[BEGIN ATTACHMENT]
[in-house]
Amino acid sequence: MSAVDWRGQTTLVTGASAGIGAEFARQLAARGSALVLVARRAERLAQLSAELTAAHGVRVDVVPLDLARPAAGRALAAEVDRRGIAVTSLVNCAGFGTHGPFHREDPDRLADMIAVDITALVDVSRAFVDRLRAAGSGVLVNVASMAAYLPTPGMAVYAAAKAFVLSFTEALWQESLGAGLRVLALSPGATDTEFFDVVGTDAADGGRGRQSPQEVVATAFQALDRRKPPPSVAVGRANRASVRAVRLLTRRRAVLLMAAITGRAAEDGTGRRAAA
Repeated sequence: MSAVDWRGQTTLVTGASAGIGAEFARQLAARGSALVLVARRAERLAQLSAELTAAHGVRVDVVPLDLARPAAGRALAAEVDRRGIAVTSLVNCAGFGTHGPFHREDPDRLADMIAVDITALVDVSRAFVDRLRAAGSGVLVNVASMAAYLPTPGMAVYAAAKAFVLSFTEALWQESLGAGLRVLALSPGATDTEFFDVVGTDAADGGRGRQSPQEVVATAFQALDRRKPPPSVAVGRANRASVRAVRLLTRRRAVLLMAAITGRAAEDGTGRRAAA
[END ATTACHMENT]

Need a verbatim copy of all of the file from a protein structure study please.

[in-house]
Amino acid sequence: MSAVDWRGQTTLVTGASAGIGAEFARQLAARGSALVLVARRAERLAQLSAELTAAHGVRVDVVPLDLARPAAGRALAAEVDRRGIAVTSLVNCAGFGTHGPFHREDPDRLADMIAVDITALVDVSRAFVDRLRAAGSGVLVNVASMAAYLPTPGMAVYAAAKAFVLSFTEALWQESLGAGLRVLALSPGATDTEFFDVVGTDAADGGRGRQSPQEVVATAFQALDRRKPPPSVAVGRANRASVRAVRLLTRRRAVLLMAAITGRAAEDGTGRRAAA
Repeated sequence: MSAVDWRGQTTLVTGASAGIGAEFARQLAARGSALVLVARRAERLAQLSAELTAAHGVRVDVVPLDLARPAAGRALAAEVDRRGIAVTSLVNCAGFGTHGPFHREDPDRLADMIAVDITALVDVSRAFVDRLRAAGSGVLVNVASMAAYLPTPGMAVYAAAKAFVLSFTEALWQESLGAGLRVLALSPGATDTEFFDVVGTDAADGGRGRQSPQEVVATAFQALDRRKPPPSVAVGRANRASVRAVRLLTRRRAVLLMAAITGRAAEDGTGRRAAA